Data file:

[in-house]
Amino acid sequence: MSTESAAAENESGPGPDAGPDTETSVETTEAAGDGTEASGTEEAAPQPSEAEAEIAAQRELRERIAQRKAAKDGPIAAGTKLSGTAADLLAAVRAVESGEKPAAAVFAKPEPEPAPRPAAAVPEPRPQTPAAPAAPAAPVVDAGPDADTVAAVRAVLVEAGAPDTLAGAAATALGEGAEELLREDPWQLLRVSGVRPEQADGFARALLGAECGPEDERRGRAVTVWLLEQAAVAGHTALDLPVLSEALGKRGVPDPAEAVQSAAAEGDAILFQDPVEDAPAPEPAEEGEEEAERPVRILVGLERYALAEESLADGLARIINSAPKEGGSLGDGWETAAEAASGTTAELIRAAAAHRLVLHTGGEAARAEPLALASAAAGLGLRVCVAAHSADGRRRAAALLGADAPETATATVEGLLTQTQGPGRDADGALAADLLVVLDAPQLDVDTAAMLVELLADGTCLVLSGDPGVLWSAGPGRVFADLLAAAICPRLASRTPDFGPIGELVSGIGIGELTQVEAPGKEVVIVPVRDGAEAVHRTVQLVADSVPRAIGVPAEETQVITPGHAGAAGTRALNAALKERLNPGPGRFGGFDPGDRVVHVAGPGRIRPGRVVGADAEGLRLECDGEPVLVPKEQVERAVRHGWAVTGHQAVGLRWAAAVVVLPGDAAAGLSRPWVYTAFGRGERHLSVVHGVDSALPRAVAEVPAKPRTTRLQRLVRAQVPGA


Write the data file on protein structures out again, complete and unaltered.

[in-house]
Amino acid sequence: MSTESAAAENESGPGPDAGPDTETSVETTEAAGDGTEASGTEEAAPQPSEAEAEIAAQRELRERIAQRKAAKDGPIAAGTKLSGTAADLLAAVRAVESGEKPAAAVFAKPEPEPAPRPAAAVPEPRPQTPAAPAAPAAPVVDAGPDADTVAAVRAVLVEAGAPDTLAGAAATALGEGAEELLREDPWQLLRVSGVRPEQADGFARALLGAECGPEDERRGRAVTVWLLEQAAVAGHTALDLPVLSEALGKRGVPDPAEAVQSAAAEGDAILFQDPVEDAPAPEPAEEGEEEAERPVRILVGLERYALAEESLADGLARIINSAPKEGGSLGDGWETAAEAASGTTAELIRAAAAHRLVLHTGGEAARAEPLALASAAAGLGLRVCVAAHSADGRRRAAALLGADAPETATATVEGLLTQTQGPGRDADGALAADLLVVLDAPQLDVDTAAMLVELLADGTCLVLSGDPGVLWSAGPGRVFADLLAAAICPRLASRTPDFGPIGELVSGIGIGELTQVEAPGKEVVIVPVRDGAEAVHRTVQLVADSVPRAIGVPAEETQVITPGHAGAAGTRALNAALKERLNPGPGRFGGFDPGDRVVHVAGPGRIRPGRVVGADAEGLRLECDGEPVLVPKEQVERAVRHGWAVTGHQAVGLRWAAAVVVLPGDAAAGLSRPWVYTAFGRGERHLSVVHGVDSALPRAVAEVPAKPRTTRLQRLVRAQVPGA